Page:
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Tuesday, April 4, 2017

Inherited Love by Katie Mettner

The last thing Cinnamon Mabel Dalton thought she would inherit from her grandmother was two-hundred-pounds of slobbering Saint Bernard. At twenty-seven, Cinn was an experienced jazz artist, but an inexperienced pet owner. 

Dr. Foster Kern, the veterinarian and director of the Little Ivywood Humane Society, was regaled with stories of the infamous Cinn Dalton for years. None of them prepared him to meet her face-to-face. Smitten by Cinn’s exotic looks, Foster jumps at the chance to answer her questions about caring for her new charge.

When her grandmother’s legacy comes under attack, Foster and Cinn team up to find out who’s behind the vandalism. Determined to protect her heart, Cinn hides her secrets from the man she’s falling fast for, until fate unwittingly reveals the truth. Now she has two choices; trust her heart to Foster or run away from her true inheritance, the love of a lifetime.

Katie Mettner writes inspirational and romantic suspense from a little house in the Northwoods of Wisconsin. After suffering an especially bad spill on the bunny hill in 1989, Katie became an amputee in 2011, giving her the time to pen her first novel, Sugar's Dance. With the release of Sugar's story, Katie discovered the unfilled need for disabled heroes and heroines. As the author of over two dozen romance novels, her stories are about empowering people with special circumstances to find the one person who will love them because of their abilities, not their inabilities.
Katie lives with her soulmate, whom she met online at Thanksgiving and married in April. Almost seventeen years later her love story is a true case of instalove. She and her husband share their lives with their three children, and one very special leopard gecko. When not busy being a band mom, Katie has a slight addiction to Twitter and blogging, with a lessening aversion to Pinterest now that she quit trying to make the things she pinned.
Find all of Katie’s books on Amazon
Read about more of Katie's adventures as an amputee writer at
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Are you a Pinner? Pin with Katie at Sugarsballroom

I bowed my head and pretended to pray, which was ridiculous considering where I sat. I had my butt planted in the third pew of a funeral home in the small town of Little Ivywood, California, emphasis on little. It would be romantic to say we’re cool like Little Italy, but we’re not. We’re a small town near the border of Oregon, and have nothing especially wonderful to claim about our fair city, unless you count our annual chicken throwing contest. Yes, you read it right, but back to why I’m pretending to pray while sitting in a pew at a funeral. My grandmother, Mabel “Trigger Finger” Dalton, passed away a few days ago, much to the pleasure of almost everyone who knew her. To say Mabel died with lots of friends and her loving family by her side would be an outright lie. She was a cantankerous old woman who gained her nickname from her first line of work, being an assassin for the US Government. I’m not even kidding. She had at least two hundred assassinations under her belt by the time she left the military. She claims the number could be higher, because she was notorious for killing two people with one bullet. Gruesome, right? Believe me, you’re not telling me anything I don’t already know.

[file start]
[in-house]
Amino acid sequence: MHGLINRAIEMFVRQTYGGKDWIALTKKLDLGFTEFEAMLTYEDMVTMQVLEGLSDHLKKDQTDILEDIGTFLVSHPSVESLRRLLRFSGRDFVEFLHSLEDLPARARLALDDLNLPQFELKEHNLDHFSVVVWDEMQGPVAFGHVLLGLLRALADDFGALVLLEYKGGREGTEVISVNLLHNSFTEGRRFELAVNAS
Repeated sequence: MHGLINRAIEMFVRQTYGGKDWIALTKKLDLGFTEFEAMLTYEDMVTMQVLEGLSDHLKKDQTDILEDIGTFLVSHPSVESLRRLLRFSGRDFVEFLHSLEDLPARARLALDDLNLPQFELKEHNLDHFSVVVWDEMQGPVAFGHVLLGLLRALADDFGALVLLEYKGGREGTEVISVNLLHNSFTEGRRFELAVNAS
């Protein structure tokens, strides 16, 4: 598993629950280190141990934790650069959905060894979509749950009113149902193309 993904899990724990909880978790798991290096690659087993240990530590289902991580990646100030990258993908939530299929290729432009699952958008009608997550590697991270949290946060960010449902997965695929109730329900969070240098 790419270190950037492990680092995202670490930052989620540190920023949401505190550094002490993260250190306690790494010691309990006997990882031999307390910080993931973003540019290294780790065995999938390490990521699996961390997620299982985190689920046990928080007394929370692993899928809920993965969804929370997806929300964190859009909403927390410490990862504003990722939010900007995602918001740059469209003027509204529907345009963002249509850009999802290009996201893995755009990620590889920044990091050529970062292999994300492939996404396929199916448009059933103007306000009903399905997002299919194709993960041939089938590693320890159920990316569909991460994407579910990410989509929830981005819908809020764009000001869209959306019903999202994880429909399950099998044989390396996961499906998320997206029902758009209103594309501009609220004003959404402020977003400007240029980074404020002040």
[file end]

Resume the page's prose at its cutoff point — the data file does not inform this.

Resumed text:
She didn’t put a lot of stock in religion and spent a good amount of time postulating about the pointlessness of our existence on Earth. I’m telling you, Mabel was about as loved as a tarantula in your slipper. Why she had my father, I will never know. She had no time for children, their antics, or the messes they made. My dad swears my grandfather was an honest to goodness saint, but then again, he died when my dad turned eighteen. Now, thirty years since his death, his wife finally joins him. Though it’s possible, for those who believe in a higher power when you leave this plane of existence, she may have gone to a different place than he did.
I tried not to snort as I listened to the minister tell us she was in a better place now. She suffered a heart attack while doing the horizontal mambo with a gentleman we had never met. He wasn’t a robber, or any other nefarious character, only a guy she picked up at the bowling alley to do her a few ‘favors’. Don’t worry I almost threw up in my mouth thinking about it, too, when my father told me. No, he did the world a favor, and spared us any further negativity and discord from Mabel. Even my father felt it was time for her to disappear to a village with no electricity, internet, or telephones. That doesn’t say much about the woman who raised him, does it? I can report Mabel chilled a little over the last few years. When I was thirteen, she decided maybe she should get to know her grandchildren. I was the only one of the three who put any effort into the relationship at all. I think I was the only one born with the guilt gene, or it’s possible I felt compelled to do it because I’m the middle child. But whatever the reason, I spent more time with Mabel than anyone I know, ever. During those dozen years, I discovered there was a lot more to Mabel Dalton than meets the eye. She carried negativity like a candle, lighting up the room with it wherever she went. The more time I spent with her the more I decided she used negativity as a shield, so she didn’t have to deal with her past. As we both got older, she opened up more to me about her fears concerning her afterlife. She knew she had broken the sixth commandment hundreds of times, and the older she got, the more her actions tortured her. At first I tried to convince her she had killed bad people who wanted nothing more than to kill her, but my logic didn’t seem to help. Eventually, all I could do was tell her to ask for forgiveness and accept He has forgiven her for her transgressions.